The great Franciscan, Fr. Alfred Boeddeker ofm, is often quoted as saying, “The great activity of our lives is to love, like the sun always shining.” This inclusive love, as scripture says, “falling on the just and unjust”, animates the JPIC values of St. Anthony Foundation, the organization that is Fr. Alfred’s legacy to the city of San Francisco. At this great turning point in the organization’s history it is good to recall how advocacy, service, and peace-making have been combined with perseverance, generosity, and sacrifice in the efforts of so many thousands of good people. Because of these spirited individuals – volunteers, donors, staff, and guests – for over 50 years St. Anthony Foundation has been a JPIC beacon.
St. Anthony’s Dining Room serves last meal at original building
– By Valerie Schmalz
St. Anthony’s Dining Room is a dining room – not a soup kitchen – and that philosophy of respect for the dignity of the human person was on display yet again as the dining room served its last meal Feb. 1 in the converted auto repair shop at 45 Jones St. that has been its home for 61 years.The dining room has been open every day, serving a free hot meal to its guests, since it opened Oct. 4, 1950. It will continue in an interim facility at 150 Golden Gate Ave. while a new larger dining room is under construction at 121 Golden Gate Ave., said St. Anthony Foundation Executive Director Shari Roeseler.
The new dining room will open in 2014 with seating for 43 percent more people and 40 percent more space for food storage. For the first time St. Anthony’s guests will have a street level view and natural light rather than walking down the former car shop’s concrete ramp into the dining room. On the floors above, Mercy Housing will build 90 units of affordable housing for seniors. The second floor will house St. Anthony’s free clothing program and social work center.
Ten million of the $15 million capital campaign for the new facility has been raised, Roeseler said. Completely outfitted, the new dining room will cost $22 million, the foundation said.
St. Boniface Parish pastor Franciscan Father Alfred Boeddeker founded St. Anthony’s in the first year of his 31-year pastorate, “in response to what he saw as a growing need on the sidewalks outside the church” in the Tenderloin District – a need that continues today, Roeseler said.
“Everyone who came through the door was a guest,” she said, stressing the philosophy of St. Anthony’s, which serves 40 percent of the free meals in San Francisco and is the only free food program in San Francisco open every day. It receives no government funding, but meets its $17 million annual budget with donations, bequests, corporate and foundation grants, investment income, and program revenue. Thirty eight million meals have been served since 1950, with about 3,000 people eating at the dining room daily, the organization said.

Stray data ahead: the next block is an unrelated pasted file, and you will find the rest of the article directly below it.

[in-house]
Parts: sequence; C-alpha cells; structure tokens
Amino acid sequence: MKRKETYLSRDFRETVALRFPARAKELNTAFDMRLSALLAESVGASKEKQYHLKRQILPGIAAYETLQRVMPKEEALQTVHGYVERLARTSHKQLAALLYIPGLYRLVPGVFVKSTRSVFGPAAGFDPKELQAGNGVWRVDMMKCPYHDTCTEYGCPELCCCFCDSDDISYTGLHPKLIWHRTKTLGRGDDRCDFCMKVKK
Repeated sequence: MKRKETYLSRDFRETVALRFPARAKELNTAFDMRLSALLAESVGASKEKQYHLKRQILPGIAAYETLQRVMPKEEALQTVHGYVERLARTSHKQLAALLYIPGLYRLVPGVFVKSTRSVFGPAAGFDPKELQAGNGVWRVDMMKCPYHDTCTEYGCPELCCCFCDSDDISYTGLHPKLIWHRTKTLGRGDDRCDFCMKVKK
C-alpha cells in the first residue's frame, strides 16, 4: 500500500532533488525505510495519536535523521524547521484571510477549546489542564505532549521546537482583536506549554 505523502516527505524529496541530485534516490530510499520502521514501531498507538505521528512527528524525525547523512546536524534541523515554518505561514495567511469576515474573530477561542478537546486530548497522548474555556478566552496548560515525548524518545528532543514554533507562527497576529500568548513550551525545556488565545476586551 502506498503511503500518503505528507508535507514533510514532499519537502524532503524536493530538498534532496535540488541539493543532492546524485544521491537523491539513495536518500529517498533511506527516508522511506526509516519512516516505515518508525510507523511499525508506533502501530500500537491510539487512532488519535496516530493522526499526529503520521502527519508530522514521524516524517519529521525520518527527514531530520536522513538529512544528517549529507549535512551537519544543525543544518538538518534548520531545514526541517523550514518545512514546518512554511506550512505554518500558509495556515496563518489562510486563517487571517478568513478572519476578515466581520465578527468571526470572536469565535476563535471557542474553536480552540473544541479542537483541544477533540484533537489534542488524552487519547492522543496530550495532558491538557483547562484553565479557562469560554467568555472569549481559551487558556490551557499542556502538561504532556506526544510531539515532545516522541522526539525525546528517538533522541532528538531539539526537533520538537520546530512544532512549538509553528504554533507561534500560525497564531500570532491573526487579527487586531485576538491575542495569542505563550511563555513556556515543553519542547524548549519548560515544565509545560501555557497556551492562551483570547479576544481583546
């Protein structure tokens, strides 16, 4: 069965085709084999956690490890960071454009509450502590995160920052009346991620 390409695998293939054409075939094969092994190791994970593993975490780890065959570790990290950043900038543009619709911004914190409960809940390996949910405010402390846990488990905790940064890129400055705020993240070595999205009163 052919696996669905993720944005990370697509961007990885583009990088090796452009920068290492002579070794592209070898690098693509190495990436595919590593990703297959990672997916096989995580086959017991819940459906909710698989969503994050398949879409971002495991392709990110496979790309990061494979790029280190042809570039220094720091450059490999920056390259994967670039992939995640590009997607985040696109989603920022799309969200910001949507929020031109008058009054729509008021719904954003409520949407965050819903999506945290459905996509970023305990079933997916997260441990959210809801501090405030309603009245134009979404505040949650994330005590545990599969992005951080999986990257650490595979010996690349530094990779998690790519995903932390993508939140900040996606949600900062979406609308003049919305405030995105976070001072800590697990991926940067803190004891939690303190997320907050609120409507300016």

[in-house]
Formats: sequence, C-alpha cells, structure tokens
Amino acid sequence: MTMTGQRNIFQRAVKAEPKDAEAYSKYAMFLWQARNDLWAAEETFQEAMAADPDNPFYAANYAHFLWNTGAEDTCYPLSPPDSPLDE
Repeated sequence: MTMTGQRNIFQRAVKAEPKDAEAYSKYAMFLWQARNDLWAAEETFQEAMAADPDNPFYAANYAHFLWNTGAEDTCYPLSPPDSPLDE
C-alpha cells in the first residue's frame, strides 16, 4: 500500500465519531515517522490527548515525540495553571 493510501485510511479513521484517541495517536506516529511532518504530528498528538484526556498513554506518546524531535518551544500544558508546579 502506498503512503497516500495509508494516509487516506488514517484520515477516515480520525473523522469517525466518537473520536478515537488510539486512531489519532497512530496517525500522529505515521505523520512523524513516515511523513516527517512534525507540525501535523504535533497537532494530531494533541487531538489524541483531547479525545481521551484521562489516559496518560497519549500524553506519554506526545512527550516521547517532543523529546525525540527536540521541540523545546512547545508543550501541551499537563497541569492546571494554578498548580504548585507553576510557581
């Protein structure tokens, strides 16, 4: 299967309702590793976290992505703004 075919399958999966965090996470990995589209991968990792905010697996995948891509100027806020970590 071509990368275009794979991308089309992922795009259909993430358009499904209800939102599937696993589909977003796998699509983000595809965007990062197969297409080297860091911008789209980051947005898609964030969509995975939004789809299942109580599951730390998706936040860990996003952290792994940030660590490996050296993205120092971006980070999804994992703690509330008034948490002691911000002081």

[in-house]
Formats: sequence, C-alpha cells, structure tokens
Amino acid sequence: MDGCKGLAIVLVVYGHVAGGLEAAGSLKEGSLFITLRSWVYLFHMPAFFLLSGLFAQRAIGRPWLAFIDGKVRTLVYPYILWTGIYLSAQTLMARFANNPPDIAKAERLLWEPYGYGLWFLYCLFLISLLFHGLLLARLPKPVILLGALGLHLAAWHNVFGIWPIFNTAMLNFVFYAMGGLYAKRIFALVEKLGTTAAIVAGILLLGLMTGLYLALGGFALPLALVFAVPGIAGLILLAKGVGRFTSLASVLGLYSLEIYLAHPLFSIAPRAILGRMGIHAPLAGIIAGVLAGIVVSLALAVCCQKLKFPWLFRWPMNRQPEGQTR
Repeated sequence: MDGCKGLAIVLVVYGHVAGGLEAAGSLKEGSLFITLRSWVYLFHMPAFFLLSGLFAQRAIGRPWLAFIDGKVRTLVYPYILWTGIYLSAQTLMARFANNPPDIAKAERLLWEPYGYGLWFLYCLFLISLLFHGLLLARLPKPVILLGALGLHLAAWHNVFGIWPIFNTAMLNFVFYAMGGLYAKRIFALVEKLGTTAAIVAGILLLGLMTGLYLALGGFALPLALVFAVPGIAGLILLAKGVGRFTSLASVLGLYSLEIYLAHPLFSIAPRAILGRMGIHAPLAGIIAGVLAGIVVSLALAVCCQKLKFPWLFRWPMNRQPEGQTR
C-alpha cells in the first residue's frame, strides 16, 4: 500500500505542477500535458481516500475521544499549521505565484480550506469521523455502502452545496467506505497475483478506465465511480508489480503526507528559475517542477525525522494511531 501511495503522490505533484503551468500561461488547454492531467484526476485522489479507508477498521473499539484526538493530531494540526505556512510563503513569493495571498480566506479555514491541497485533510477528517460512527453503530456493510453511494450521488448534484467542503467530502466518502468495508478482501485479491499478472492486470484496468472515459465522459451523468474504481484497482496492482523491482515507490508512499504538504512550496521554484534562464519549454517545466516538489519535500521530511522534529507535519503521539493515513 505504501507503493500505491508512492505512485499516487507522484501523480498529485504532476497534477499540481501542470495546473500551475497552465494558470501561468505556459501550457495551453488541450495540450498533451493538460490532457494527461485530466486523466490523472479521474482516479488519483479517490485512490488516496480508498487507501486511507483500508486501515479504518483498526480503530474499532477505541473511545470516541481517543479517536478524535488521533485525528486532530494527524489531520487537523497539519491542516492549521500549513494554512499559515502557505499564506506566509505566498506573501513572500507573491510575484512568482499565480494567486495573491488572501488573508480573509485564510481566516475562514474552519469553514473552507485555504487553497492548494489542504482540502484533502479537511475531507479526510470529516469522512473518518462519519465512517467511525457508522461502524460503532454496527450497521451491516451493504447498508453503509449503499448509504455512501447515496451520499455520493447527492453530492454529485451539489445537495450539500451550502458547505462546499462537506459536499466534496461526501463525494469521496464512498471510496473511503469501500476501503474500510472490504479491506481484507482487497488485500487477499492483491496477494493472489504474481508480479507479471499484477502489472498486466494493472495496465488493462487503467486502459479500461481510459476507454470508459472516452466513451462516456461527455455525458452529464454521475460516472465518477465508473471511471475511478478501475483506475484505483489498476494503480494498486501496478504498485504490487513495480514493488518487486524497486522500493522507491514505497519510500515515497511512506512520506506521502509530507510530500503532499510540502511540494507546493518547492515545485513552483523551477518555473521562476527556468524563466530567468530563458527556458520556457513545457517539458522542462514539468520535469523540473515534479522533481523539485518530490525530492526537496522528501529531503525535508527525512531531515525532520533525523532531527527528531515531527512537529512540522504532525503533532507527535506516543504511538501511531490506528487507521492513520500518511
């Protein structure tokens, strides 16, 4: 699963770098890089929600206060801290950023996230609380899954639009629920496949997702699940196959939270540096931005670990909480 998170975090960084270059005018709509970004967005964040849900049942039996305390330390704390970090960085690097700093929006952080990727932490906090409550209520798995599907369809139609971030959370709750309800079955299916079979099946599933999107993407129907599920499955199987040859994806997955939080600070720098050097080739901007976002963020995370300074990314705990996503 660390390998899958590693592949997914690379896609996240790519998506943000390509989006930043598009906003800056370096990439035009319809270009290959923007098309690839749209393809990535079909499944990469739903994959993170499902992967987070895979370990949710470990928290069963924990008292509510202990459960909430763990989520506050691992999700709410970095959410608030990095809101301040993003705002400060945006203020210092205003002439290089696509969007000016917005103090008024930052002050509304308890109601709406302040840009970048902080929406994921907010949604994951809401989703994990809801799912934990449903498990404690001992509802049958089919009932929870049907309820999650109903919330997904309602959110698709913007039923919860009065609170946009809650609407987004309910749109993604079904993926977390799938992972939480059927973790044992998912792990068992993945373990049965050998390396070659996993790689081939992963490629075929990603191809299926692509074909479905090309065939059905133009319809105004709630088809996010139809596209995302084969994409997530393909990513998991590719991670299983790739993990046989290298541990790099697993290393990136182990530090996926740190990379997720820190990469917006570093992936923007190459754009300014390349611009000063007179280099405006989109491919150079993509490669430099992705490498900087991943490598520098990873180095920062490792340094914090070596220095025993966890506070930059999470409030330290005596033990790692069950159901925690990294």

“He would not have any part of soup kitchen,” said Father Boeddeker’s nephew Joe Boeddeker, who attended the ceremony Feb. 1. “It was very important to him, the dignity of the person. That’s why the name St. Anthony’s Dining Room.”
“You represent the best we do here in San Francisco,” said Mayor Ed Lee about St. Anthony’s.
Approximately half of St. Anthony’s 9,000 volunteers are Bay Area high school students, who serve meals and then eat a meal with the guests, St. Anthony’s said. “Our trips to St. Anthony’s … bring more light into the minds and hearts of my students than the other 79 days we will spend in the classroom that semester,” said Archbishop Riordan High School religion teacher John Ahlbach who takes his sophomore classes to St. Anthony’s.
The first day St. Anthony’s opened in 1950, Father Boeddeker expected to serve 150 meals and had 400 guests, in what has become, in St. Anthony’s lore, the “Miracle on Jones Street,” Roeseler said. From that day until this day, “somehow there was always enough food.”
The statue of St. Anthony of Padua that greeted guests will move temporarily to the interim facility and then be permanently in place in the new facility, said Karl Robillard, spokesman. The statue depicts St. Anthony holding the Christ Child in one arm and offering a loaf of bread with his other hand.
The continuing success of St. Anthony’s is a credit to those who have followed after Father Boeddeker, said his nephew Joe Boeddeker, who attended the ceremonies Feb. 1 with three U.S. Naval Academy buddies who graduated with him in 1964. “It continues and continues to grow,” said Boeddeker. About a quarter of those eating at the dining room are veterans, said Boeddeker. “It’s tragic.”
Father Boeddeker’s absolute faith in God motivated the founding of the dining room and kept it going, said his nephew.
“He way he put it was: ‘You do it and I’ll help. If you won’t do it, I won’t help.’ He really felt he was there as God’s instrument,” said Joe Boedekker who was a child during the early days of the dining room but would hear stories as his uncle and parents chatted. “When facing a challenge, he would put problems in his prayer and all of a sudden the next day someone would come forward with a solution to a problem and they didn’t even know there was a problem.”
From February 10, 2012 issue of Catholic San Francisco.